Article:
Friday, 10 May 2013
It was a couple of years ago that I first came up with the idea for my novel which involves the kidnapping and long term captivity of a young woman but I wonder if the idea, in a fictional sense, is becoming cliché already.
In reality such events are rare and few had given the idea much thought until Josef Frizl horrified the world when his secret family was freed from his home made dungeon, traumatised and rubbed out as people in their own right.
There have been more of that type of case than I thought, however unique they are, and now another terrible story has emerged of the three women freed from hell in Cleveland, Ohio but the shock factor, although still great, is not as raw as when we first heard about this type of case.
Since Fritzl, more and more writers are using the captivity scenario in novels and screen plays. I've seen it in the CSI series and other cop and forensic shows and I wonder if the reader or viewer is becoming desensitised enough to the awful idea to see it as becoming old hat in fiction writing.
But then there are only, apparently, Seven Basic Plots that make up just about every story ever written so the key must be the originality of the writer in how they present that plot - in this case, The Monster.
My story does have a twist, and there are other factors in it to raise interest and suspense for the reader. I have seven chapters written but reading back over them, I wonder if the captivity plot is really a necessary part and if all my characters are pulling together or apart as they should.
I often tell my students that if they are struggling with their story then it would be a good idea to take their characters out of it, stand them up on their own, write a few pages about their normal day, their usual traits and ticks, and then put them back into the story and see how they cope and react to the situation they've been dropped into. I also need to write a timeline to frame the events which should act as rough guide and set the pace of the story.
That is going to be the next thing on my agenda as I have quite a few characters now that I really need to get to know better before I can go back to the captivity aspect and ensure it is as original as I can make it. My "monster" at present certainly needs more work and it will be a good place to start again.
Summer is coming and I will have time on my hands to dedicate to this project but the initial June deadline I set myself to have that first clumsy draft written was probably ambitious. September now seems more likely and realistic but I really can't wait to get my teeth back into it.
Thursday, 9 May 2013
It looks like the hit 1960's series The Saint is coming back to our TV screens and I await it with both anticipation and trepidation.
The promo trailer looks very Americanised for this stiff upper lip quintessential British icon created in the 1920s by Leslie Charteris but at least Templar keeps his English accent and the original actor Roger Moore has a role and did, indeed, produce this new venture.
I expect the new Saint won't be sexist like his 1960s counterpart which I find highly amusing these days, nor will he smoke and he will probably be very nuovo glamorous in a show with lots of actions, bangs, explosions and bullets that, for me, often distracts from the main storyline and seems included for the sake of inclusion. I am not, clearly, a fan of the action genre although my other half will probably love it.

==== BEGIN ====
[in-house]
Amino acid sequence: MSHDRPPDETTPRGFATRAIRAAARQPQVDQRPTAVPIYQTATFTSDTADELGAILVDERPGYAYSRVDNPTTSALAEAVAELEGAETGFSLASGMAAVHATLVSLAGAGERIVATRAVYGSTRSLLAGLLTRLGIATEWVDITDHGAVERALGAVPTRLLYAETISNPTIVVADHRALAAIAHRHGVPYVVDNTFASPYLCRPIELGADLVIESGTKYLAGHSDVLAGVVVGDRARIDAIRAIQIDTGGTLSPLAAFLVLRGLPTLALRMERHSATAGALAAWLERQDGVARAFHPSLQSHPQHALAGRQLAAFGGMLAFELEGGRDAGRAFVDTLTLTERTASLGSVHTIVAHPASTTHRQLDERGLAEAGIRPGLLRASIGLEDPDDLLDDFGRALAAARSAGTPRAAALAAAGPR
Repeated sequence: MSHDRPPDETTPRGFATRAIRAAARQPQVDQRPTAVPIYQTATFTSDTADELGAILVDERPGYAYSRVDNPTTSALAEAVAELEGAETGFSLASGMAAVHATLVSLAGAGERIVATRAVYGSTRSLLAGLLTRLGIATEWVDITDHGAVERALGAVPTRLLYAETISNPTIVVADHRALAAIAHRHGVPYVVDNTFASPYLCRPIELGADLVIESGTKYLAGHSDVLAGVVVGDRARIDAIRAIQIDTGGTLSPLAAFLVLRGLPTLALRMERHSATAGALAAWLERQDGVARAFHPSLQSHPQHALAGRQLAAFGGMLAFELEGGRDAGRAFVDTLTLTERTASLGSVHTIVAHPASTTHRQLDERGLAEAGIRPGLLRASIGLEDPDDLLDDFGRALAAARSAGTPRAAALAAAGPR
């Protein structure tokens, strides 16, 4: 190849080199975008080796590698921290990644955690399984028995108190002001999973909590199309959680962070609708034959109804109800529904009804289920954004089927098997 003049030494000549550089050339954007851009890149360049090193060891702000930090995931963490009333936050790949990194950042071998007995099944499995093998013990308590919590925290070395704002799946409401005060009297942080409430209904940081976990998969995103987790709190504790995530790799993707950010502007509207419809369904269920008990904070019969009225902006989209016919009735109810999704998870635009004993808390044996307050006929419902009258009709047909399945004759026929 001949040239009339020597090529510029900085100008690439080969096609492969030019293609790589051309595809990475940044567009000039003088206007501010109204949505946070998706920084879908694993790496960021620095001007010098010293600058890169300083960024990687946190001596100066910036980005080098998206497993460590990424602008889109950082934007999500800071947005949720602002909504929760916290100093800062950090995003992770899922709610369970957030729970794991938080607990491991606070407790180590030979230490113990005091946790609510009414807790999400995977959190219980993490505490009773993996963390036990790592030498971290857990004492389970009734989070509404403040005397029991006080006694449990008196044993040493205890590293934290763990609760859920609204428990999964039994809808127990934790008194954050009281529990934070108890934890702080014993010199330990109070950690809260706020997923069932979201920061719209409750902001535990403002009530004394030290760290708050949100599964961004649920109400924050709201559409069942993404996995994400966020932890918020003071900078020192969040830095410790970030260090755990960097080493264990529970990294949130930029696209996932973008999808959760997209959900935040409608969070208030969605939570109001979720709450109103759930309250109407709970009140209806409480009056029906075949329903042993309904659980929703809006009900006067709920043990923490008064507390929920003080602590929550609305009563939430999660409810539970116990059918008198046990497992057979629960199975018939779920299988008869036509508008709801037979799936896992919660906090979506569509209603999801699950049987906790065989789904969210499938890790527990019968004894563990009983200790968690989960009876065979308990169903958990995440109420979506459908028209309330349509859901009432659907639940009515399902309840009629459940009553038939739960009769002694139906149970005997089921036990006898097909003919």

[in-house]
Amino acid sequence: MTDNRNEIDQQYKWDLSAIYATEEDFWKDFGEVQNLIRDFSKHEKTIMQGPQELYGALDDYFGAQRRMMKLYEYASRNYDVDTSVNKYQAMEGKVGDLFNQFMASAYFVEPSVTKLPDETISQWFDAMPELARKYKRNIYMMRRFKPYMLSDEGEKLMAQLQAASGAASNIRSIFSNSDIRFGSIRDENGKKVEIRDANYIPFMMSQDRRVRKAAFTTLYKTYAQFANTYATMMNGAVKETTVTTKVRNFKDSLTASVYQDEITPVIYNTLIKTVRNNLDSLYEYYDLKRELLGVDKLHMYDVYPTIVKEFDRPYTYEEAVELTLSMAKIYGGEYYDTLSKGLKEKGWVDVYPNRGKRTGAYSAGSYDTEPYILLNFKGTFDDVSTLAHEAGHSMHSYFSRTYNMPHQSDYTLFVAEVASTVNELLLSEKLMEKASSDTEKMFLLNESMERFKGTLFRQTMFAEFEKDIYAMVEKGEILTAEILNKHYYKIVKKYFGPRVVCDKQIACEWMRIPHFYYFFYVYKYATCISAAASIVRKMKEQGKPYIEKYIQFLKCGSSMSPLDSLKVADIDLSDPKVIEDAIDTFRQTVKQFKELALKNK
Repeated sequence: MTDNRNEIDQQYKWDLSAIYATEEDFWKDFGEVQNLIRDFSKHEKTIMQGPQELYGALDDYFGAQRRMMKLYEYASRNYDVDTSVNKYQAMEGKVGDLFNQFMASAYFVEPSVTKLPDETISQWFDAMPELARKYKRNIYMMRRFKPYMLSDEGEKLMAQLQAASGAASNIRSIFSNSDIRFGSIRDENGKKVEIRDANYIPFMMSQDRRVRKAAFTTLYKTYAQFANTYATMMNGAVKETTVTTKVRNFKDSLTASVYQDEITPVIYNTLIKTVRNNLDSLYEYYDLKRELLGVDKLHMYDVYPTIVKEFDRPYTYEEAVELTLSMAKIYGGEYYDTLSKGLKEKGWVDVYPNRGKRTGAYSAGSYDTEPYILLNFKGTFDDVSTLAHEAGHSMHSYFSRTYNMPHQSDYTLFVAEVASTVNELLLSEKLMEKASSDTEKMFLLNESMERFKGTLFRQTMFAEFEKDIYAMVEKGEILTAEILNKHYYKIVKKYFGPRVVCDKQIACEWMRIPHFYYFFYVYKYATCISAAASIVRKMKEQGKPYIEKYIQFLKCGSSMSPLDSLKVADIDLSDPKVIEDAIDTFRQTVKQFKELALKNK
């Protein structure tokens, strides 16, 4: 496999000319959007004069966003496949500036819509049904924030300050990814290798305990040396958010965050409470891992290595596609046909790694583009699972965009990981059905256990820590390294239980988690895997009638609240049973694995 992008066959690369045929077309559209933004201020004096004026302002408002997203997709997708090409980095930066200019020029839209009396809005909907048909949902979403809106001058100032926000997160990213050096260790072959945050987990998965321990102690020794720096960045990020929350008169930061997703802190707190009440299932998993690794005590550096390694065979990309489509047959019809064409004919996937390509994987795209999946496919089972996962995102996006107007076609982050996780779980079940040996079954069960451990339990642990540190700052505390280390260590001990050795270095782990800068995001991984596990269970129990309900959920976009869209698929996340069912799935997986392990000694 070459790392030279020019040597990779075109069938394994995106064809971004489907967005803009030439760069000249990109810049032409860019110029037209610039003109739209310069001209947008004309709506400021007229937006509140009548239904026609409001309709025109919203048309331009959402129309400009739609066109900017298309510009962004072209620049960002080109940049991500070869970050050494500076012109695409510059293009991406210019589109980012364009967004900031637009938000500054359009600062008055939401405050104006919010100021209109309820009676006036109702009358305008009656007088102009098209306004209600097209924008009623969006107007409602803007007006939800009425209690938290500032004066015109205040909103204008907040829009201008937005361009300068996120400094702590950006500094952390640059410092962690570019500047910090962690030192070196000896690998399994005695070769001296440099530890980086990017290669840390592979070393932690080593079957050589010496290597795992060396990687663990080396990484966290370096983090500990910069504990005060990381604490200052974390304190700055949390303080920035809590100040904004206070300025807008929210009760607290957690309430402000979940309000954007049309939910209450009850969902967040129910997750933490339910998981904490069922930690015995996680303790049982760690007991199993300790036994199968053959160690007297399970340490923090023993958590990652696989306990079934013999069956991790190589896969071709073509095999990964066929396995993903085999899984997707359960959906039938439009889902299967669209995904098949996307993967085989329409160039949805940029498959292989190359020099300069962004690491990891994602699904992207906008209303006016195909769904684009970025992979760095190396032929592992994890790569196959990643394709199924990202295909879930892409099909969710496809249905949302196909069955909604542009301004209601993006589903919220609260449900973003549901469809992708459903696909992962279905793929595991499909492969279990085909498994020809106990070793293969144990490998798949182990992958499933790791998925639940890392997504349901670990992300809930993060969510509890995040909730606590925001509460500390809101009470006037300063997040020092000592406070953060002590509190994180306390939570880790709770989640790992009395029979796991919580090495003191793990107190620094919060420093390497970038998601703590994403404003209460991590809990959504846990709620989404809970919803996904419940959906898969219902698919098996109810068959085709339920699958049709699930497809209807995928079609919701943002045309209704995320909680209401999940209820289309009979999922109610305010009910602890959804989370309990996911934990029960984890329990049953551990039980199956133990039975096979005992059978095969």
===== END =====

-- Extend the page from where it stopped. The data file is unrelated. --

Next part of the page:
I don't know what channel it will be on, apparently it's still in development, but if it isn't on terrestrial TV then I'll miss it. I don't have Sky or Virgin or a satellite dish but the simple free digi box. Until the BBC stops charging us a licence fee to watch TV then I see no point in paying more to watch something I feel I'm already paying for.
Ah well, I'll just have to wait and see when the time comes and if it isn't generally available to all then I'll happily keep watching the reruns of the old Saint programmes on ITV player.
A chat with a friend on Twitter The Angry Exile about his roo icon reminded me of the Lincoln Kangaroos owned by former local surgeon and amateur naturalist Geoffrey Morey who kept them as pets. The story I'd written about them was on another blog that I used to keep but have since deleted to concentrate on this one.
I guess it was Morey's interest in wildlife that made him jump at the chance of owning two Kangaroos as pets back in 1962. They were brought to London by a young Australian man who had been offered free transport by the ship's captain.
The young man thought it would be a gesture of admiration to present them to the Queen on his arrival in London but unfortunately for him, as he was living in a London hotel with the two animals much to the consternation of the management, Her Majesty declined the gift, and he had to get rid of them elsewhere sharpish.
When Morey heard about his plight he thought he could help solve the problem by taking the marsupials off the young man's hands.
The surgeon ripped out the back seats of his car and covered the floor with straw. He was just about to set off for London to pick the kangaroos up when he heard they'd been snapped up by an Australian born City of London dignitary.
Morey was so pissed off about it he went to the press. The story reached Australia where a nurse who used to work with him when he was a medical student in Adelaide read about it and put him in touch with two families in a rural area who had kangaroos they wanted rid of.